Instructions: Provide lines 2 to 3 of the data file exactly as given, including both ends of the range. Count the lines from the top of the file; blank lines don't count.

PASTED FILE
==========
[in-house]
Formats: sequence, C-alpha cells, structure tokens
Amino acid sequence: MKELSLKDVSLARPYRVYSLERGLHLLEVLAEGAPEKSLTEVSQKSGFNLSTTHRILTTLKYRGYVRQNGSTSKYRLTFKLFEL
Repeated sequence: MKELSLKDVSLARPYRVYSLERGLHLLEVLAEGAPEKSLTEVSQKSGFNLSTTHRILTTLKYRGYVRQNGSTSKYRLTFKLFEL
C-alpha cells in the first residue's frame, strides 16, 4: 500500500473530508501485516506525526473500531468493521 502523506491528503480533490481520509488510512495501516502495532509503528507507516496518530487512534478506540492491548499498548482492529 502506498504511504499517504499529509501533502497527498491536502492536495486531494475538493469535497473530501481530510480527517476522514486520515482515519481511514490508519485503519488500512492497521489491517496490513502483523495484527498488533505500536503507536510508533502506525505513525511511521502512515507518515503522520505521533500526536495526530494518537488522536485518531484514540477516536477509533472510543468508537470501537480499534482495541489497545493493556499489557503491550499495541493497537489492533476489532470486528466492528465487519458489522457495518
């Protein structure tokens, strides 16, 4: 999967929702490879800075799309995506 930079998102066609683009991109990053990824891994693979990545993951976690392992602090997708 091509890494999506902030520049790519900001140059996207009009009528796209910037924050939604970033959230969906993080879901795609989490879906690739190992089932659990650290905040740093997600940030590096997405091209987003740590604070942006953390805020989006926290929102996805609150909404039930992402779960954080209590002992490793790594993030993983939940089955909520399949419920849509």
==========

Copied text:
Formats: sequence, C-alpha cells, structure tokens
Amino acid sequence: MKELSLKDVSLARPYRVYSLERGLHLLEVLAEGAPEKSLTEVSQKSGFNLSTTHRILTTLKYRGYVRQNGSTSKYRLTFKLFEL